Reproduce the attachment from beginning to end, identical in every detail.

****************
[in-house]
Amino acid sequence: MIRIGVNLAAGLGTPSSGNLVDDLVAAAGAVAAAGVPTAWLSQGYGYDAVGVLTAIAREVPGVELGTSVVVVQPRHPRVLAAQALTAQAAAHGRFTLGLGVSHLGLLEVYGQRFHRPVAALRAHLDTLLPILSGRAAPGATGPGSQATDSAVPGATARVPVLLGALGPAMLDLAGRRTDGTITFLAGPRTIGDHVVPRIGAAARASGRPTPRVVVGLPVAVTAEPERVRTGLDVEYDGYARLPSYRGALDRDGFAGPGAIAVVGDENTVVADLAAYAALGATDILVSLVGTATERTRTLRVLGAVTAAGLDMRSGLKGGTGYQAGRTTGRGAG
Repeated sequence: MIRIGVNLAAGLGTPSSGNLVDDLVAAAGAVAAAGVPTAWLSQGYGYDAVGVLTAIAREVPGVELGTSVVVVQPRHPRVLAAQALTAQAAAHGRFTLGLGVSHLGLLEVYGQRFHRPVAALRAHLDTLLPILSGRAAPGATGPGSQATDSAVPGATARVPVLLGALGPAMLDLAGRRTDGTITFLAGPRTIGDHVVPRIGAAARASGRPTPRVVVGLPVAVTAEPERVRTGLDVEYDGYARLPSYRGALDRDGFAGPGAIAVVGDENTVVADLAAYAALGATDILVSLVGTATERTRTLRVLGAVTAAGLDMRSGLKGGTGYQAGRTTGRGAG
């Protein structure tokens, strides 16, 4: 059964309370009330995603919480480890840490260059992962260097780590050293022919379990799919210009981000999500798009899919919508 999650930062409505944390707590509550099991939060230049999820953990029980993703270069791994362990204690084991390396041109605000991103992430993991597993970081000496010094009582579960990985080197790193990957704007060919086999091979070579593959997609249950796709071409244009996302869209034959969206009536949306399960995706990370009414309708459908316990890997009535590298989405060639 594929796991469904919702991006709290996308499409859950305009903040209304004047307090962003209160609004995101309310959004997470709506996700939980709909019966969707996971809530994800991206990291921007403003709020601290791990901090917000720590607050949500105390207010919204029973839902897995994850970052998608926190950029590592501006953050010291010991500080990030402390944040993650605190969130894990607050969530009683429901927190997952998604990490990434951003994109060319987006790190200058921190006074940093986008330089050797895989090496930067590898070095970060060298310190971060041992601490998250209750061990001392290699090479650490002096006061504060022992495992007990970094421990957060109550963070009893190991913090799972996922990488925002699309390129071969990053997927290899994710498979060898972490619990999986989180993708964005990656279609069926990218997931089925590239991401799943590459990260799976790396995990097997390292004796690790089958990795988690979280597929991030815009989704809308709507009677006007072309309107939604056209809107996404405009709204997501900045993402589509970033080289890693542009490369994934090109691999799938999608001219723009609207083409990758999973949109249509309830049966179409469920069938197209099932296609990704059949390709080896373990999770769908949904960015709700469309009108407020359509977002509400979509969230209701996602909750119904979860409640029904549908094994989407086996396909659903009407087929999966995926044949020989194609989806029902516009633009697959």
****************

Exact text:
[in-house]
Amino acid sequence: MIRIGVNLAAGLGTPSSGNLVDDLVAAAGAVAAAGVPTAWLSQGYGYDAVGVLTAIAREVPGVELGTSVVVVQPRHPRVLAAQALTAQAAAHGRFTLGLGVSHLGLLEVYGQRFHRPVAALRAHLDTLLPILSGRAAPGATGPGSQATDSAVPGATARVPVLLGALGPAMLDLAGRRTDGTITFLAGPRTIGDHVVPRIGAAARASGRPTPRVVVGLPVAVTAEPERVRTGLDVEYDGYARLPSYRGALDRDGFAGPGAIAVVGDENTVVADLAAYAALGATDILVSLVGTATERTRTLRVLGAVTAAGLDMRSGLKGGTGYQAGRTTGRGAG
Repeated sequence: MIRIGVNLAAGLGTPSSGNLVDDLVAAAGAVAAAGVPTAWLSQGYGYDAVGVLTAIAREVPGVELGTSVVVVQPRHPRVLAAQALTAQAAAHGRFTLGLGVSHLGLLEVYGQRFHRPVAALRAHLDTLLPILSGRAAPGATGPGSQATDSAVPGATARVPVLLGALGPAMLDLAGRRTDGTITFLAGPRTIGDHVVPRIGAAARASGRPTPRVVVGLPVAVTAEPERVRTGLDVEYDGYARLPSYRGALDRDGFAGPGAIAVVGDENTVVADLAAYAALGATDILVSLVGTATERTRTLRVLGAVTAAGLDMRSGLKGGTGYQAGRTTGRGAG
């Protein structure tokens, strides 16, 4: 059964309370009330995603919480480890840490260059992962260097780590050293022919379990799919210009981000999500798009899919919508 999650930062409505944390707590509550099991939060230049999820953990029980993703270069791994362990204690084991390396041109605000991103992430993991597993970081000496010094009582579960990985080197790193990957704007060919086999091979070579593959997609249950796709071409244009996302869209034959969206009536949306399960995706990370009414309708459908316990890997009535590298989405060639 594929796991469904919702991006709290996308499409859950305009903040209304004047307090962003209160609004995101309310959004997470709506996700939980709909019966969707996971809530994800991206990291921007403003709020601290791990901090917000720590607050949500105390207010919204029973839902897995994850970052998608926190950029590592501006953050010291010991500080990030402390944040993650605190969130894990607050969530009683429901927190997952998604990490990434951003994109060319987006790190200058921190006074940093986008330089050797895989090496930067590898070095970060060298310190971060041992601490998250209750061990001392290699090479650490002096006061504060022992495992007990970094421990957060109550963070009893190991913090799972996922990488925002699309390129071969990053997927290899994710498979060898972490619990999986989180993708964005990656279609069926990218997931089925590239991401799943590459990260799976790396995990097997390292004796690790089958990795988690979280597929991030815009989704809308709507009677006007072309309107939604056209809107996404405009709204997501900045993402589509970033080289890693542009490369994934090109691999799938999608001219723009609207083409990758999973949109249509309830049966179409469920069938197209099932296609990704059949390709080896373990999770769908949904960015709700469309009108407020359509977002509400979509969230209701996602909750119904979860409640029904549908094994989407086996396909659903009407087929999966995926044949020989194609989806029902516009633009697959």